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Different routes to hacking: self-teaching versus university
Some argue that self-taught hackers, rather than university-educated ones, are more adept at breaking into systems (RYAN COHEN/The Stanford Daily).

Different routes to hacking: self-teaching versus university

The cybersecurity space is constantly changing as hackers discover new vulnerabilities and methods for defending against such attacks. Creativity is highly prized in this space, and some argue that self-taught hackers are more adept at breaking into computer systems due to their nontraditional methods and inherent curiosity.

The Daily spoke with University professors, students and a cybersecurity startup to examine the value of different computer science (CS) educations in hacking and beyond.

University versus self-teaching

CS 155: Computer and Network Security is often one of the first classes on cybersecurity that students will take at Stanford. The class is highly project-based and teaches students how to both break into systems and learn to write defensible code.

Professor of Computer Science and Vice Provost for Teaching and Learning John Mitchell, who co-teaches CS 155, argues that the best type of CS education is a holistic one.

“The best case is to learn to have a big, broad view of the field you’re interested in,” he said. “Understand something about the history, trends and where the field’s going and where the future is. That’s the kind of perspective that you get at a university, especially a research university, where the faculty and graduate students are involved in inventing the future of the field.”

However, others argue that some hackers who have not received comprehensive university educations in computer science are still incredibly successful at breaking into systems.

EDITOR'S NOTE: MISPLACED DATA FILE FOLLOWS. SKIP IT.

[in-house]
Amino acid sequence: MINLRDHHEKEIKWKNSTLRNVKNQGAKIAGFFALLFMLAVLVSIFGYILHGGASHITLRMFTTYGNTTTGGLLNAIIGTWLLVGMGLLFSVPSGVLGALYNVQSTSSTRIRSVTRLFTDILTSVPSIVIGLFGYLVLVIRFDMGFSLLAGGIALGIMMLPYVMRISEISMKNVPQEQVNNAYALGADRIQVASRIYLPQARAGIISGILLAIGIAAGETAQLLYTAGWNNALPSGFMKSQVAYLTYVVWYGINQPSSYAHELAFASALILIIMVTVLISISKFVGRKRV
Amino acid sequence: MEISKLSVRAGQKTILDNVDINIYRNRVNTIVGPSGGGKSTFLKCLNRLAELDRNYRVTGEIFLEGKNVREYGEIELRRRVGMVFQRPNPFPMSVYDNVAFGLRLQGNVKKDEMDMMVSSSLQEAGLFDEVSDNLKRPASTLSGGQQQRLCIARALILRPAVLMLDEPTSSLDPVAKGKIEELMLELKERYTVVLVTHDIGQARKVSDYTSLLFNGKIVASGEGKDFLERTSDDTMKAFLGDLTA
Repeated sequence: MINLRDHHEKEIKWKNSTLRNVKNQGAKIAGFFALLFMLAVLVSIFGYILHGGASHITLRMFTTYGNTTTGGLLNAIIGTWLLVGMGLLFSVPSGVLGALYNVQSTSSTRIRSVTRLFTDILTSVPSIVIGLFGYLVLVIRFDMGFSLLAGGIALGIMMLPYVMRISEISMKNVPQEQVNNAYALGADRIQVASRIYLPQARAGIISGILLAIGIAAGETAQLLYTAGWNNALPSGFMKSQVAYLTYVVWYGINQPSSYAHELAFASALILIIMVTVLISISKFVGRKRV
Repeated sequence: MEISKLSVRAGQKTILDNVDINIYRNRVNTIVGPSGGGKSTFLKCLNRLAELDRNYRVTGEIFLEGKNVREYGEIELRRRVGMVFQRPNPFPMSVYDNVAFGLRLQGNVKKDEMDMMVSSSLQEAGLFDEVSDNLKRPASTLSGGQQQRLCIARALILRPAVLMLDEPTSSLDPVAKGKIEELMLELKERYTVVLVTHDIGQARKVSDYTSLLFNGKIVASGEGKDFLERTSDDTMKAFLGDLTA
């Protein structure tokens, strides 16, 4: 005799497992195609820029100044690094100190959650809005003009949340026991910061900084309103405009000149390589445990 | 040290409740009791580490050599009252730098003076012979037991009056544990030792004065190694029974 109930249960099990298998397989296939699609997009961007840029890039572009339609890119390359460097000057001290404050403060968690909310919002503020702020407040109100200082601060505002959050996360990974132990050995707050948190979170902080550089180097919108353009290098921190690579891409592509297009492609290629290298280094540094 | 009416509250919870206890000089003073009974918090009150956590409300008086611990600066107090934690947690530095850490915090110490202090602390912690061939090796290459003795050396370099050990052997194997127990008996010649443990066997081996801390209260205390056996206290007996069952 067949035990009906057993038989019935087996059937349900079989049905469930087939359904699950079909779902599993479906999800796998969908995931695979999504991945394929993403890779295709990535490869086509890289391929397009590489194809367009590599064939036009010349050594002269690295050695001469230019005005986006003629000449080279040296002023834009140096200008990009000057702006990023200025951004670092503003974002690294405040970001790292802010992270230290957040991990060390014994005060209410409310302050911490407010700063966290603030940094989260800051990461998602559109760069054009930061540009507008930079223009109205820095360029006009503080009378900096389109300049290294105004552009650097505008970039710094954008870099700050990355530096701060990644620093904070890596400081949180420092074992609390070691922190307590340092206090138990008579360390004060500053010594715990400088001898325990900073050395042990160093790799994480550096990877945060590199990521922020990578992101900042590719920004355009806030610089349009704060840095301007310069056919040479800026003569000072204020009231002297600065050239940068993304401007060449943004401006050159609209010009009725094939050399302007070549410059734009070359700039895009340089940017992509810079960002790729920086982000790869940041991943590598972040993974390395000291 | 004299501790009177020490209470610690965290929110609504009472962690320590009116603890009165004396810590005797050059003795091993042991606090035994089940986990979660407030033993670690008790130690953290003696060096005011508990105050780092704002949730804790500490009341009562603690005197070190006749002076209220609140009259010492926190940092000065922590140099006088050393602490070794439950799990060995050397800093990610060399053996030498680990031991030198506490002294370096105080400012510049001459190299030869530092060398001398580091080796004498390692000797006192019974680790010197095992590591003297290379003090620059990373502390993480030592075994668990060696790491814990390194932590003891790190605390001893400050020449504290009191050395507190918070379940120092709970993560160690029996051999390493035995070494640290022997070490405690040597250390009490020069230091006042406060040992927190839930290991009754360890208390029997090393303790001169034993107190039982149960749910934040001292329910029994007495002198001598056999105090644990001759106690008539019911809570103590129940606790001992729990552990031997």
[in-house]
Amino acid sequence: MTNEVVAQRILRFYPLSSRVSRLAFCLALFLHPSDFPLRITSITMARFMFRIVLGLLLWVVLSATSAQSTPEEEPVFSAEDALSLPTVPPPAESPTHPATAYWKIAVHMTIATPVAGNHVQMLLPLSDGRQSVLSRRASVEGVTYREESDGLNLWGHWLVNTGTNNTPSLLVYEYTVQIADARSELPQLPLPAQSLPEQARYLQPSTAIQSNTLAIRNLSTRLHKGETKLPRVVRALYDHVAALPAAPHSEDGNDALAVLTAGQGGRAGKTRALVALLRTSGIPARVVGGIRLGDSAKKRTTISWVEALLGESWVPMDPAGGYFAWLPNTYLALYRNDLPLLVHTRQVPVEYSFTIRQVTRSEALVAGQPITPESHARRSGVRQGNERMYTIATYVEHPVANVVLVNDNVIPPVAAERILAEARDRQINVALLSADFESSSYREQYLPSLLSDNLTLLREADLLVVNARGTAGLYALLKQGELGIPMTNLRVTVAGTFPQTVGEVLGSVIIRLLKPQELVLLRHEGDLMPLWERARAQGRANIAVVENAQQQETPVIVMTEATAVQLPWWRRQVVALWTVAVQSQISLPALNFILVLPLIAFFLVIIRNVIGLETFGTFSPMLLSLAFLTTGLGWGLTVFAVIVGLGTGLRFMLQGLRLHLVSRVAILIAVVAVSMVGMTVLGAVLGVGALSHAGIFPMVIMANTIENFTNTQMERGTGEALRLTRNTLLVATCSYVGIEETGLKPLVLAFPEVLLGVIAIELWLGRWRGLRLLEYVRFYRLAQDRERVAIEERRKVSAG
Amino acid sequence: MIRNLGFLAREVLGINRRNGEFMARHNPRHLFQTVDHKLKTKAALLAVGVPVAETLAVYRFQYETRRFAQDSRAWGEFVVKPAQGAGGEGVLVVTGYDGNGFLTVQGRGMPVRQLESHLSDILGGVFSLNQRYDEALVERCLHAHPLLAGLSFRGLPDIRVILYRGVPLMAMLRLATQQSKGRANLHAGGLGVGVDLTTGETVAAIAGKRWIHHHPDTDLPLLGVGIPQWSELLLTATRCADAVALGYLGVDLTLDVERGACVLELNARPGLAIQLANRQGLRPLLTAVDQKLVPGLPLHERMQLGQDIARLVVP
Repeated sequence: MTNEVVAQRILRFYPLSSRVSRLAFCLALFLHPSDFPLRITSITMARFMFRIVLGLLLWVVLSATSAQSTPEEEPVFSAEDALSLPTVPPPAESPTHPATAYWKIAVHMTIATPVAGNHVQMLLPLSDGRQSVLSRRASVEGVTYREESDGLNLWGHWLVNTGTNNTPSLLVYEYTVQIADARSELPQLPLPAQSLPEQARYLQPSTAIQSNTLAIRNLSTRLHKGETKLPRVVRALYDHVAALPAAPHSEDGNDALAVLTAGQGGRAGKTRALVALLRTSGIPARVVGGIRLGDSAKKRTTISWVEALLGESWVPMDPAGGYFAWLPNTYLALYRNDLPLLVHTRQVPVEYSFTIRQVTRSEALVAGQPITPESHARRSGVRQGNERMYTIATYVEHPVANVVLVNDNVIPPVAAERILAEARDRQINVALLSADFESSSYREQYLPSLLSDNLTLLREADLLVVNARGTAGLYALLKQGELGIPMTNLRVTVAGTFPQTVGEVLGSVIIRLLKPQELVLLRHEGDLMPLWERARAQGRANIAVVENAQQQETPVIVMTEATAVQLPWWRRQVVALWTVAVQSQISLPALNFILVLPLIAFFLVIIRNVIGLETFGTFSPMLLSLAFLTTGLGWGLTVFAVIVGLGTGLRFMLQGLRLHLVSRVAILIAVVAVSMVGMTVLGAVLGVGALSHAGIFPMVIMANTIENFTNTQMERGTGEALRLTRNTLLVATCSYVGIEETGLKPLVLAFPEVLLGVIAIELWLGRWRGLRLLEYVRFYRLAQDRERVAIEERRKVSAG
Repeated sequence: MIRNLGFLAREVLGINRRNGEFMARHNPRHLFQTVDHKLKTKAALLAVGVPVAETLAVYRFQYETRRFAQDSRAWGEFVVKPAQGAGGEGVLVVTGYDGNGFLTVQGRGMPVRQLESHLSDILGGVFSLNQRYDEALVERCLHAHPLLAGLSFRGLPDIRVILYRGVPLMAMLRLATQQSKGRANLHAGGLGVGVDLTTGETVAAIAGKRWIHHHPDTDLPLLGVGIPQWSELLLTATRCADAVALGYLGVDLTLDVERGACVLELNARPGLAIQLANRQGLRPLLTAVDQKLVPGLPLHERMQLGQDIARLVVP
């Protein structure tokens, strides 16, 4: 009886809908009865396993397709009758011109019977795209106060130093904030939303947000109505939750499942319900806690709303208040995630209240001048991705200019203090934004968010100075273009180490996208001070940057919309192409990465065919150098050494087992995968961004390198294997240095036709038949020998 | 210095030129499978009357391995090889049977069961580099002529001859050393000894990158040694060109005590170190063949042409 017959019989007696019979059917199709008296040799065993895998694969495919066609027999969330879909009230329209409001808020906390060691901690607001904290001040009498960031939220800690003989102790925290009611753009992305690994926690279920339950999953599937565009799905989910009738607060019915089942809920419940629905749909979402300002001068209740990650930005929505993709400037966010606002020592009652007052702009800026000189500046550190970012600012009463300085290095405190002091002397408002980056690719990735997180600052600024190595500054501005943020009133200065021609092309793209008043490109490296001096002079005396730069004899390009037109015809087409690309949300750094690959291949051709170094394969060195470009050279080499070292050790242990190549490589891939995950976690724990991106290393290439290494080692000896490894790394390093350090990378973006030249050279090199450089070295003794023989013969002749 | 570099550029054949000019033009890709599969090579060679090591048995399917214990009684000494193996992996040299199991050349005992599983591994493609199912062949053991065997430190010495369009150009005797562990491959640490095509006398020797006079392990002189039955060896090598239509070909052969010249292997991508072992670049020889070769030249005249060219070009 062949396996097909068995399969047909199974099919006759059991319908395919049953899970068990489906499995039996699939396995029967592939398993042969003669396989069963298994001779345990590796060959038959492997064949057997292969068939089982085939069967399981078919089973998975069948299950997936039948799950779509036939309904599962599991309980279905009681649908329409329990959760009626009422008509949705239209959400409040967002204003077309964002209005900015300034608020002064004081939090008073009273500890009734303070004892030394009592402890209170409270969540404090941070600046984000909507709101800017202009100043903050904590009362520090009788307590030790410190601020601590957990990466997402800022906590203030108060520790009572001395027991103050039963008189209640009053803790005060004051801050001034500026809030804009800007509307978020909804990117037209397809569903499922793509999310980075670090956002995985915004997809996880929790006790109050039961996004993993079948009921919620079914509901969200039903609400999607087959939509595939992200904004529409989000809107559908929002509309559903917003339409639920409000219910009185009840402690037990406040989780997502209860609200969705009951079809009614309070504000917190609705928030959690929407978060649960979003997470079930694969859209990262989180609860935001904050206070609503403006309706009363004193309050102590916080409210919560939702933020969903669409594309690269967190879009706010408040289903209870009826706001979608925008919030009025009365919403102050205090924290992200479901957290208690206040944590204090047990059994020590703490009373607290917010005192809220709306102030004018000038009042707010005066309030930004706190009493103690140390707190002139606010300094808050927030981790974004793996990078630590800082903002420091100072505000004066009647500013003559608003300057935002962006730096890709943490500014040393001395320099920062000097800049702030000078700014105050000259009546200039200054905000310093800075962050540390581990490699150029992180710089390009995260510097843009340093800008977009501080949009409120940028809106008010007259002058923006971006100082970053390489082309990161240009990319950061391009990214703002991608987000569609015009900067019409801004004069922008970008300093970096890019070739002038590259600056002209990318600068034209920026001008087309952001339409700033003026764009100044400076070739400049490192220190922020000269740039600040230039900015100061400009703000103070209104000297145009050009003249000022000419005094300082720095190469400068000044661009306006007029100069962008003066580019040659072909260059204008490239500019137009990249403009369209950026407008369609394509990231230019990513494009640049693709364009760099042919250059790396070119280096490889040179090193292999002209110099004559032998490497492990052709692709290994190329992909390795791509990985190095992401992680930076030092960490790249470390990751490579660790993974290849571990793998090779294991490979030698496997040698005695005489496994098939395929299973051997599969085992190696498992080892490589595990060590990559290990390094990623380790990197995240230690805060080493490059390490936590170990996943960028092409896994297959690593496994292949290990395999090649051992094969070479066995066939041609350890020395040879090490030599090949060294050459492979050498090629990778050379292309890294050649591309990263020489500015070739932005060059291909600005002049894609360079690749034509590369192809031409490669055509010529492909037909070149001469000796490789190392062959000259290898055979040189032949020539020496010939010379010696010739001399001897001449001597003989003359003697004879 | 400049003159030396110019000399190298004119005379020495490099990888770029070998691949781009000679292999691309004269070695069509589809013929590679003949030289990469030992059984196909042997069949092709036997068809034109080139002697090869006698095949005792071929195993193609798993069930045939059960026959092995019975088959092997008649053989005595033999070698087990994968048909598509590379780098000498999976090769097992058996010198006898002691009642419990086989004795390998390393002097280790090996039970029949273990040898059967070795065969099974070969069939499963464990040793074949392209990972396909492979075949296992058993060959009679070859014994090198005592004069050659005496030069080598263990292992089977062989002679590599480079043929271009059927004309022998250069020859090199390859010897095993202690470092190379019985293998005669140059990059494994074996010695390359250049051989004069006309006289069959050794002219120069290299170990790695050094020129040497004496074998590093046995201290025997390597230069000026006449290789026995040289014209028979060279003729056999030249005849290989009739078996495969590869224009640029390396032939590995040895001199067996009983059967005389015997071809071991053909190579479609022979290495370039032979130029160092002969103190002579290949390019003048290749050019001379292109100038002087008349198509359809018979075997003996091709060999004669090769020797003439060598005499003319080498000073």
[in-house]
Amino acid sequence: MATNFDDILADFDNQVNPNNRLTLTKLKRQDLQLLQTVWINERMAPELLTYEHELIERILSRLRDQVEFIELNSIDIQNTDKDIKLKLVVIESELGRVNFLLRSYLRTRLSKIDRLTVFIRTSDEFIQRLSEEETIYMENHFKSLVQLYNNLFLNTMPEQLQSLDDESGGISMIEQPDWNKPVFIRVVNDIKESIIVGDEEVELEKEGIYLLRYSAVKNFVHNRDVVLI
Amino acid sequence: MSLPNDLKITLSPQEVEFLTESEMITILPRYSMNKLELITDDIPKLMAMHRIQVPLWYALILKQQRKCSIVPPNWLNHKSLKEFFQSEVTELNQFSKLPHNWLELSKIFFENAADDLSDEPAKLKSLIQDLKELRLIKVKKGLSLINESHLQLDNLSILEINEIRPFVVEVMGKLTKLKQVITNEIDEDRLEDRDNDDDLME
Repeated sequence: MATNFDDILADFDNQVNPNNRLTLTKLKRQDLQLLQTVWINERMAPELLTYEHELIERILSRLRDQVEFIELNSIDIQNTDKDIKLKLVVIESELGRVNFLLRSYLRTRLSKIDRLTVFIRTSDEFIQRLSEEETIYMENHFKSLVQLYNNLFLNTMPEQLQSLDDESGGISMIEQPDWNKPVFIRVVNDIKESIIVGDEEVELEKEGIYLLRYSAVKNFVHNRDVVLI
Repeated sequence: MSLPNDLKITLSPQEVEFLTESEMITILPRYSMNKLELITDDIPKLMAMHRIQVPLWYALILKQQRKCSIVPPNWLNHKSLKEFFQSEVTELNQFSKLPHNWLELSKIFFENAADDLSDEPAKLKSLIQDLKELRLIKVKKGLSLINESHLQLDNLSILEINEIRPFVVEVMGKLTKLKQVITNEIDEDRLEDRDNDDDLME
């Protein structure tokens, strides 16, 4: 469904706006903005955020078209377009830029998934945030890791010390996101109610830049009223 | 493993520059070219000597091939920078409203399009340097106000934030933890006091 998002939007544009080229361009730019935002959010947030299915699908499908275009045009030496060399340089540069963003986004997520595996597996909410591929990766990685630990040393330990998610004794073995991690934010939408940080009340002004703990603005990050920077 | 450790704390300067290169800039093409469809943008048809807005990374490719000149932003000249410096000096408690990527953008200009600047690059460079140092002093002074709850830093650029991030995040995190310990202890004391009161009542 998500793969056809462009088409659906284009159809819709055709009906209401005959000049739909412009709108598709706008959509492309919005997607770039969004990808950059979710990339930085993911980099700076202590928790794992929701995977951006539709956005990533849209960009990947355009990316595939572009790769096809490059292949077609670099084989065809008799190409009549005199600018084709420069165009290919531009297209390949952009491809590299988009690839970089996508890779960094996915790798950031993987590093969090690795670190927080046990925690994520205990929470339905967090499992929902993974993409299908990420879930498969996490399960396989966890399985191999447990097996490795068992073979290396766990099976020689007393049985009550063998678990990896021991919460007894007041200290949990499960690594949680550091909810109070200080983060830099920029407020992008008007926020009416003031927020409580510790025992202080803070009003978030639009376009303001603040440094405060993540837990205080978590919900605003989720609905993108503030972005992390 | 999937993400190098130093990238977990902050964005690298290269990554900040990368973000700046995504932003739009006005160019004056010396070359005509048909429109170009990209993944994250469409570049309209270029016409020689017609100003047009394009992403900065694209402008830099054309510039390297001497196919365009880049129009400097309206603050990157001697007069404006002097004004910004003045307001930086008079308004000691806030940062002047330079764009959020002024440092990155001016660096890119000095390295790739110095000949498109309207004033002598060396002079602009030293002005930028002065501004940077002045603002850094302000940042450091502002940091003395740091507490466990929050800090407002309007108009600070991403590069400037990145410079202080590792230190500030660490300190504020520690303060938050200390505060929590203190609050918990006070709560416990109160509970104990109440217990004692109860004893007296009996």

Synack, a cybersecurity startup, vets and interacts with many self-taught hackers in addition to university-educated hackers. In its crowd-sourced “penetration testing” model, successful hackers are paid a bounty for vulnerabilities they find in a Synack client’s web applications, host and infrastructure, and mobile applications. Effectively, client companies pay Synack’s vetted crowd of hackers to purposefully break into their systems to understand their own vulnerabilities and strengthen the companies against future attacks.

Andrew Medearis, manager of community operations at Synack, noted that self-taught hackers often have an immense curiosity that drives them to become experts in their specific fields. They have a niche and deep understanding of hacking, he said, setting them apart from university-educated hackers.

“The formally educated CS majors with [information security] specialties have the same opportunity for curiosity; it can just be a slower pace due to the overwhelming amount of other topics that college presents them,” he said. “So if you’re going through a university education in CS, you’re picking up on developing code and learning the stacks and databases and the whole gambit, whereas with self-taught hacking, you can focus on SQLi [a type of attack] and manipulating specific databases without being distracted by wider trends of computer science in general.”